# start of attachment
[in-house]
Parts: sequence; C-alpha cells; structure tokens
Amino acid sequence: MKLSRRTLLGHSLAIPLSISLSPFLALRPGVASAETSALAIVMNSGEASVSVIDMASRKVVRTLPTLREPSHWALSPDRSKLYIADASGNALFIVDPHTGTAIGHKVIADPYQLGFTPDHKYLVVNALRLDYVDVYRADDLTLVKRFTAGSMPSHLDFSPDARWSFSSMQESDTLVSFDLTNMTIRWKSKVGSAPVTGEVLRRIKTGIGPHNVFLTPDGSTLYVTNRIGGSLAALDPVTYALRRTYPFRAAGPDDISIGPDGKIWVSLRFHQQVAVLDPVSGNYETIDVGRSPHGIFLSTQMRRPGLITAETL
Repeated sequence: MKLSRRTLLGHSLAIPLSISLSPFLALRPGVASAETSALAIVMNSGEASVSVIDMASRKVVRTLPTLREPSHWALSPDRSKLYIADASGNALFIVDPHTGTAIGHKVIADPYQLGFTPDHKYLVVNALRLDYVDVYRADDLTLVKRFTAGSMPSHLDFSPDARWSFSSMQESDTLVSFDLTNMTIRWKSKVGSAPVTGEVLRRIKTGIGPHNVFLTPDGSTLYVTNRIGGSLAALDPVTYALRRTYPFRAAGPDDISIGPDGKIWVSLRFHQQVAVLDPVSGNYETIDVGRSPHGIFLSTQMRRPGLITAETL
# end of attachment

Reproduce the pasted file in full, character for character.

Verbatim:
[in-house]
Parts: sequence; C-alpha cells; structure tokens
Amino acid sequence: MKLSRRTLLGHSLAIPLSISLSPFLALRPGVASAETSALAIVMNSGEASVSVIDMASRKVVRTLPTLREPSHWALSPDRSKLYIADASGNALFIVDPHTGTAIGHKVIADPYQLGFTPDHKYLVVNALRLDYVDVYRADDLTLVKRFTAGSMPSHLDFSPDARWSFSSMQESDTLVSFDLTNMTIRWKSKVGSAPVTGEVLRRIKTGIGPHNVFLTPDGSTLYVTNRIGGSLAALDPVTYALRRTYPFRAAGPDDISIGPDGKIWVSLRFHQQVAVLDPVSGNYETIDVGRSPHGIFLSTQMRRPGLITAETL
Repeated sequence: MKLSRRTLLGHSLAIPLSISLSPFLALRPGVASAETSALAIVMNSGEASVSVIDMASRKVVRTLPTLREPSHWALSPDRSKLYIADASGNALFIVDPHTGTAIGHKVIADPYQLGFTPDHKYLVVNALRLDYVDVYRADDLTLVKRFTAGSMPSHLDFSPDARWSFSSMQESDTLVSFDLTNMTIRWKSKVGSAPVTGEVLRRIKTGIGPHNVFLTPDGSTLYVTNRIGGSLAALDPVTYALRRTYPFRAAGPDDISIGPDGKIWVSLRFHQQVAVLDPVSGNYETIDVGRSPHGIFLSTQMRRPGLITAETL